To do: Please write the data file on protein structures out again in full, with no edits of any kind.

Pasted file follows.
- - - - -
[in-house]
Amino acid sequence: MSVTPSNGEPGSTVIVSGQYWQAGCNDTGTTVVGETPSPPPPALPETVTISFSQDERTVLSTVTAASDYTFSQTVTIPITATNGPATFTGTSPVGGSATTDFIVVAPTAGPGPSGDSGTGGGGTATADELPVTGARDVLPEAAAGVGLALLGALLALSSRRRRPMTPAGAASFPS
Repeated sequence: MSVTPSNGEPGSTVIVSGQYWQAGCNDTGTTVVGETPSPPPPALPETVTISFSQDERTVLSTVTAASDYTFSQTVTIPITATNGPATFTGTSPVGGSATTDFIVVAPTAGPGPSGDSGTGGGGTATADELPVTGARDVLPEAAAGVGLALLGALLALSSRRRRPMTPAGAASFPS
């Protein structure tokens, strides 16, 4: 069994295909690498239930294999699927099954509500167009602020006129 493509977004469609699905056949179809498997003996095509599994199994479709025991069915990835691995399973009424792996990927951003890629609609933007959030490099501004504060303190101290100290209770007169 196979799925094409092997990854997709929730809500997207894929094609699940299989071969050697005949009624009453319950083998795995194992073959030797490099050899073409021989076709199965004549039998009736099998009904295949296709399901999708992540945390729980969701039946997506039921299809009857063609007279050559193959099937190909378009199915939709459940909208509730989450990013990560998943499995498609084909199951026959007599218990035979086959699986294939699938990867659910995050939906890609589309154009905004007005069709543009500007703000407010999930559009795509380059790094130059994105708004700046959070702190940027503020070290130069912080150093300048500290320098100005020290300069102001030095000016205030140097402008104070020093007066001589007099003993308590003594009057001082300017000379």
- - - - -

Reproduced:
[in-house]
Amino acid sequence: MSVTPSNGEPGSTVIVSGQYWQAGCNDTGTTVVGETPSPPPPALPETVTISFSQDERTVLSTVTAASDYTFSQTVTIPITATNGPATFTGTSPVGGSATTDFIVVAPTAGPGPSGDSGTGGGGTATADELPVTGARDVLPEAAAGVGLALLGALLALSSRRRRPMTPAGAASFPS
Repeated sequence: MSVTPSNGEPGSTVIVSGQYWQAGCNDTGTTVVGETPSPPPPALPETVTISFSQDERTVLSTVTAASDYTFSQTVTIPITATNGPATFTGTSPVGGSATTDFIVVAPTAGPGPSGDSGTGGGGTATADELPVTGARDVLPEAAAGVGLALLGALLALSSRRRRPMTPAGAASFPS
């Protein structure tokens, strides 16, 4: 069994295909690498239930294999699927099954509500167009602020006129 493509977004469609699905056949179809498997003996095509599994199994479709025991069915990835691995399973009424792996990927951003890629609609933007959030490099501004504060303190101290100290209770007169 196979799925094409092997990854997709929730809500997207894929094609699940299989071969050697005949009624009453319950083998795995194992073959030797490099050899073409021989076709199965004549039998009736099998009904295949296709399901999708992540945390729980969701039946997506039921299809009857063609007279050559193959099937190909378009199915939709459940909208509730989450990013990560998943499995498609084909199951026959007599218990035979086959699986294939699938990867659910995050939906890609589309154009905004007005069709543009500007703000407010999930559009795509380059790094130059994105708004700046959070702190940027503020070290130069912080150093300048500290320098100005020290300069102001030095000016205030140097402008104070020093007066001589007099003993308590003594009057001082300017000379």